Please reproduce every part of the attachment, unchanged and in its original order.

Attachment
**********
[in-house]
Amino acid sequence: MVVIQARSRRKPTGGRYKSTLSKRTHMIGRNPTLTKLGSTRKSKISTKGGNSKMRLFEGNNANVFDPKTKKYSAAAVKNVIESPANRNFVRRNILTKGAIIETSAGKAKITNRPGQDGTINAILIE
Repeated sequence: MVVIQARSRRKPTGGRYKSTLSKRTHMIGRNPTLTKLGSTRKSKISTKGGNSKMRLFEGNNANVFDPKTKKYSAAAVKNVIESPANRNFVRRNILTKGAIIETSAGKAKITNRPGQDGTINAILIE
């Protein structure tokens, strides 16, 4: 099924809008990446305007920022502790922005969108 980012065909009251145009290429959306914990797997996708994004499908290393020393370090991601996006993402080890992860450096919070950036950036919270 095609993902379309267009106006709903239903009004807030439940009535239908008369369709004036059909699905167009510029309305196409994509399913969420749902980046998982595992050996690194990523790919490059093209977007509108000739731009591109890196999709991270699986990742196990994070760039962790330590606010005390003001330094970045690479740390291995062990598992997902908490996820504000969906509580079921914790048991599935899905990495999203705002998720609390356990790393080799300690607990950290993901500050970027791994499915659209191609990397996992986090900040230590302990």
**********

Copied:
[in-house]
Amino acid sequence: MVVIQARSRRKPTGGRYKSTLSKRTHMIGRNPTLTKLGSTRKSKISTKGGNSKMRLFEGNNANVFDPKTKKYSAAAVKNVIESPANRNFVRRNILTKGAIIETSAGKAKITNRPGQDGTINAILIE
Repeated sequence: MVVIQARSRRKPTGGRYKSTLSKRTHMIGRNPTLTKLGSTRKSKISTKGGNSKMRLFEGNNANVFDPKTKKYSAAAVKNVIESPANRNFVRRNILTKGAIIETSAGKAKITNRPGQDGTINAILIE
């Protein structure tokens, strides 16, 4: 099924809008990446305007920022502790922005969108 980012065909009251145009290429959306914990797997996708994004499908290393020393370090991601996006993402080890992860450096919070950036950036919270 095609993902379309267009106006709903239903009004807030439940009535239908008369369709004036059909699905167009510029309305196409994509399913969420749902980046998982595992050996690194990523790919490059093209977007509108000739731009591109890196999709991270699986990742196990994070760039962790330590606010005390003001330094970045690479740390291995062990598992997902908490996820504000969906509580079921914790048991599935899905990495999203705002998720609390356990790393080799300690607990950290993901500050970027791994499915659209191609990397996992986090900040230590302990």